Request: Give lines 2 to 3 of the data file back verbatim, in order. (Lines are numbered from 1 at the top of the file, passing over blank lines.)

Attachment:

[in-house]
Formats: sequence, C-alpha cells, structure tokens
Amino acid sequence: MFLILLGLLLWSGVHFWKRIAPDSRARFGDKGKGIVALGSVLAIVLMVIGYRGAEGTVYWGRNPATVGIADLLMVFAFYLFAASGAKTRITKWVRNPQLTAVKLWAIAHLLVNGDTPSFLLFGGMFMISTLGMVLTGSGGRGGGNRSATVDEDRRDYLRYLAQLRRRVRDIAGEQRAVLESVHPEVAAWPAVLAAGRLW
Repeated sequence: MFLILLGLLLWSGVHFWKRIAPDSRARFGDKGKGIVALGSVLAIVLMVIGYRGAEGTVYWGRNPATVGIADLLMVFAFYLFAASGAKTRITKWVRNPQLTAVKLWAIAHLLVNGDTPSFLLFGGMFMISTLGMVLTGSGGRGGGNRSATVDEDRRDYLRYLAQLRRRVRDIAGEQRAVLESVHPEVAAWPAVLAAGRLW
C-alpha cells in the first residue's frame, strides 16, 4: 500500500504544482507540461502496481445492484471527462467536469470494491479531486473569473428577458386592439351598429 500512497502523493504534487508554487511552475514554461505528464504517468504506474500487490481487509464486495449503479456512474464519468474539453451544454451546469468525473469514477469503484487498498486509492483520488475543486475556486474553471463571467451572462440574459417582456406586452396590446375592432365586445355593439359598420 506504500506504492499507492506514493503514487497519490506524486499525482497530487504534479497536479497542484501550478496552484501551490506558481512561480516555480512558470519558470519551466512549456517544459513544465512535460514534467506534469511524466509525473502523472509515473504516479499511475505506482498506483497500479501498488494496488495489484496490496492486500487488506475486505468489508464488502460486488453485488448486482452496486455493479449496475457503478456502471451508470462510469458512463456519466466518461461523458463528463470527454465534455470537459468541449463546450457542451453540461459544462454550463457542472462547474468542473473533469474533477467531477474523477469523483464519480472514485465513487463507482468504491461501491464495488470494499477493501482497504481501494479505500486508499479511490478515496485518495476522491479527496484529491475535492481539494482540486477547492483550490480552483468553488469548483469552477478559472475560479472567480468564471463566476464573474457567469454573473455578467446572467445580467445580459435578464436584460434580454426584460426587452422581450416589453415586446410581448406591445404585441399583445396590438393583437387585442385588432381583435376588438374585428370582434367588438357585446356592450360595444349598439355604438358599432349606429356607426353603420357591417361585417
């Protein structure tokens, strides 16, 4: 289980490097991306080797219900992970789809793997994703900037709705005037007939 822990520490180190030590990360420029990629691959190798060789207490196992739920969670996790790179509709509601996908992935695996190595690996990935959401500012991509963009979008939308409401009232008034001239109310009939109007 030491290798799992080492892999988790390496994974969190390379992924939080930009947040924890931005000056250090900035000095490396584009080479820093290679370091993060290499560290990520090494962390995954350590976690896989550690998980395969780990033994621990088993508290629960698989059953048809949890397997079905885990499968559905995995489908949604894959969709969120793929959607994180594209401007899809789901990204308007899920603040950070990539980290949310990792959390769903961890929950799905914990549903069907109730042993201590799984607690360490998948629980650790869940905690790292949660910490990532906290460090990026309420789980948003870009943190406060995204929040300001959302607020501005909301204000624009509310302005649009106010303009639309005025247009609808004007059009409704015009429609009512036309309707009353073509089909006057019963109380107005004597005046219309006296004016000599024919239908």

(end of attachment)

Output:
Formats: sequence, C-alpha cells, structure tokens
Amino acid sequence: MFLILLGLLLWSGVHFWKRIAPDSRARFGDKGKGIVALGSVLAIVLMVIGYRGAEGTVYWGRNPATVGIADLLMVFAFYLFAASGAKTRITKWVRNPQLTAVKLWAIAHLLVNGDTPSFLLFGGMFMISTLGMVLTGSGGRGGGNRSATVDEDRRDYLRYLAQLRRRVRDIAGEQRAVLESVHPEVAAWPAVLAAGRLW